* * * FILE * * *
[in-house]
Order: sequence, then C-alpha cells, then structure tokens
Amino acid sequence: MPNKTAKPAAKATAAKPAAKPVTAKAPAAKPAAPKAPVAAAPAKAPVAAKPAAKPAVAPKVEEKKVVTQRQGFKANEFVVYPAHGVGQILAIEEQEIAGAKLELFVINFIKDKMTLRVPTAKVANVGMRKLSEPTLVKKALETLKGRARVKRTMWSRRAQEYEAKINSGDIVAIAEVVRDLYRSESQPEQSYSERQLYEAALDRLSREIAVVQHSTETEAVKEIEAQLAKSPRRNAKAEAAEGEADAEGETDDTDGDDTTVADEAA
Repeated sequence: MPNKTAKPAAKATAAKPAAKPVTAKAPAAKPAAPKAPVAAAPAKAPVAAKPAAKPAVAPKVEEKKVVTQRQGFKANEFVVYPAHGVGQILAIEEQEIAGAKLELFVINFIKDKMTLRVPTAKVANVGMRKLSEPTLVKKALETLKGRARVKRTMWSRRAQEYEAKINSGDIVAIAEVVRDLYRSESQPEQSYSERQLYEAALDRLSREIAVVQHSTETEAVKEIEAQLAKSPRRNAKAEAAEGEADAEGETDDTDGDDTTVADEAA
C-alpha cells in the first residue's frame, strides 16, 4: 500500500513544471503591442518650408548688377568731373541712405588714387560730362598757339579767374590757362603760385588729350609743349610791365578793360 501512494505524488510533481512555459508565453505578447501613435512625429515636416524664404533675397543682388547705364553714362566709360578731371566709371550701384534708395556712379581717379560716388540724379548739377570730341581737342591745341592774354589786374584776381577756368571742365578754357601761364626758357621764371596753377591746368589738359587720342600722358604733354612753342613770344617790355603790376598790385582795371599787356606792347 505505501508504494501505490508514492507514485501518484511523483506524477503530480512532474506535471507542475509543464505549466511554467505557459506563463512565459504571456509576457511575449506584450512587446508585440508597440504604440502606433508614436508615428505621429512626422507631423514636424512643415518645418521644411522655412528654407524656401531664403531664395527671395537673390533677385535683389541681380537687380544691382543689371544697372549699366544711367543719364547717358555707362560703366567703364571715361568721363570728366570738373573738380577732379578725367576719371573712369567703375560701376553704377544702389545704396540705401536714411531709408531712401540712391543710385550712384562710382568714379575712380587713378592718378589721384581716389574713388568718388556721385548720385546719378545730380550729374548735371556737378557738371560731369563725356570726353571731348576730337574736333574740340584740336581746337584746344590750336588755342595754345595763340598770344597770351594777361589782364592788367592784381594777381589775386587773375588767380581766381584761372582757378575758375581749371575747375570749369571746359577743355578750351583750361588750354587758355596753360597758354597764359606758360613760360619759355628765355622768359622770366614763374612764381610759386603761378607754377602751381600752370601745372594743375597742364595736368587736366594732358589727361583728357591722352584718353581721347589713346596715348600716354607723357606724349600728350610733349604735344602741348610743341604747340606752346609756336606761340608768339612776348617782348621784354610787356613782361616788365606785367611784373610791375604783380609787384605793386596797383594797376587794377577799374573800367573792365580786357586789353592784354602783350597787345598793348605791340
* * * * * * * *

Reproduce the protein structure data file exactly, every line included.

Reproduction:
[in-house]
Order: sequence, then C-alpha cells, then structure tokens
Amino acid sequence: MPNKTAKPAAKATAAKPAAKPVTAKAPAAKPAAPKAPVAAAPAKAPVAAKPAAKPAVAPKVEEKKVVTQRQGFKANEFVVYPAHGVGQILAIEEQEIAGAKLELFVINFIKDKMTLRVPTAKVANVGMRKLSEPTLVKKALETLKGRARVKRTMWSRRAQEYEAKINSGDIVAIAEVVRDLYRSESQPEQSYSERQLYEAALDRLSREIAVVQHSTETEAVKEIEAQLAKSPRRNAKAEAAEGEADAEGETDDTDGDDTTVADEAA
Repeated sequence: MPNKTAKPAAKATAAKPAAKPVTAKAPAAKPAAPKAPVAAAPAKAPVAAKPAAKPAVAPKVEEKKVVTQRQGFKANEFVVYPAHGVGQILAIEEQEIAGAKLELFVINFIKDKMTLRVPTAKVANVGMRKLSEPTLVKKALETLKGRARVKRTMWSRRAQEYEAKINSGDIVAIAEVVRDLYRSESQPEQSYSERQLYEAALDRLSREIAVVQHSTETEAVKEIEAQLAKSPRRNAKAEAAEGEADAEGETDDTDGDDTTVADEAA
C-alpha cells in the first residue's frame, strides 16, 4: 500500500513544471503591442518650408548688377568731373541712405588714387560730362598757339579767374590757362603760385588729350609743349610791365578793360 501512494505524488510533481512555459508565453505578447501613435512625429515636416524664404533675397543682388547705364553714362566709360578731371566709371550701384534708395556712379581717379560716388540724379548739377570730341581737342591745341592774354589786374584776381577756368571742365578754357601761364626758357621764371596753377591746368589738359587720342600722358604733354612753342613770344617790355603790376598790385582795371599787356606792347 505505501508504494501505490508514492507514485501518484511523483506524477503530480512532474506535471507542475509543464505549466511554467505557459506563463512565459504571456509576457511575449506584450512587446508585440508597440504604440502606433508614436508615428505621429512626422507631423514636424512643415518645418521644411522655412528654407524656401531664403531664395527671395537673390533677385535683389541681380537687380544691382543689371544697372549699366544711367543719364547717358555707362560703366567703364571715361568721363570728366570738373573738380577732379578725367576719371573712369567703375560701376553704377544702389545704396540705401536714411531709408531712401540712391543710385550712384562710382568714379575712380587713378592718378589721384581716389574713388568718388556721385548720385546719378545730380550729374548735371556737378557738371560731369563725356570726353571731348576730337574736333574740340584740336581746337584746344590750336588755342595754345595763340598770344597770351594777361589782364592788367592784381594777381589775386587773375588767380581766381584761372582757378575758375581749371575747375570749369571746359577743355578750351583750361588750354587758355596753360597758354597764359606758360613760360619759355628765355622768359622770366614763374612764381610759386603761378607754377602751381600752370601745372594743375597742364595736368587736366594732358589727361583728357591722352584718353581721347589713346596715348600716354607723357606724349600728350610733349604735344602741348610743341604747340606752346609756336606761340608768339612776348617782348621784354610787356613782361616788365606785367611784373610791375604783380609787384605793386596797383594797376587794377577799374573800367573792365580786357586789353592784354602783350597787345598793348605791340